What are we talking about? The Bank of England raised its base rate by 50 bps today to 1.75%. That hike was largely in line with market expectations. The accompanying forecasts, however, make unpleasant reading and point to a longer period of pain for UK households than the Bank had previously expected.
What about some details? With inflation above 9% and rising, a 50 bps increase in the base rate wasn’t particularly controversial. But the table below shows the change in the Bank of Englands macro forecasts. The numbers in parentheses are the forecasts from the May Monetary Policy report. The picture is unattractive. GDP estimates are lower, inflation and unemployment estimates are higher.
The forecasts point to an extended period of pain for UK households – particularly with inflation staying higher for longer. The assumption that inflation will persist above 9% in the year to September 2023, but then fall sharply thereafter, seems a bit heroic – you’d imagine that one of those forecasts will prove incorrect. What’s less clear, of course, is which one! In general, we think inflation could fall faster than this assumption but UK specifics (notably around utility bills) might be relevant. On the other side, you could argue that forecasting a sharp decline in inflation was a requirement to justify the forecast for a lower Bank rate in 2024. Otherwise, the forecasts might have had to reflect a stable or rising policy rate in the face of a stable or rising output gap (the excess supply / excess demand line).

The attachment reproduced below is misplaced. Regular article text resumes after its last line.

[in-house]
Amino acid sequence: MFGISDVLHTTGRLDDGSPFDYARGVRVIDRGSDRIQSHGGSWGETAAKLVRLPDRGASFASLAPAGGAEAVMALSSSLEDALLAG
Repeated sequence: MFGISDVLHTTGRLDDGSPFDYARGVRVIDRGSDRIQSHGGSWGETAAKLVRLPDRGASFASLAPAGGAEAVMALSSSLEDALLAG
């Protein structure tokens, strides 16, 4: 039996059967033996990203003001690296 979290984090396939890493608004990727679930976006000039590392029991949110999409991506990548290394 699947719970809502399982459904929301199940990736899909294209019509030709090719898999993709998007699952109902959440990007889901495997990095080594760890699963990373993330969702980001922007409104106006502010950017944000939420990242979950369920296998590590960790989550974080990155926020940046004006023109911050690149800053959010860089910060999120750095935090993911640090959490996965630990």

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All of these mental gymnastics speak to the significant challenges that the UK faces. It’s possible that this collection of forecasts could prompt a further fiscal policy response – perhaps continued support for lower income households.
What does it all mean? Forecasts change frequently, and the Bank of Englands are no exception. But taking these at face value, they suggest that the UK recovery from this bout of stagflation might take longer than elsewhere in the Developed world.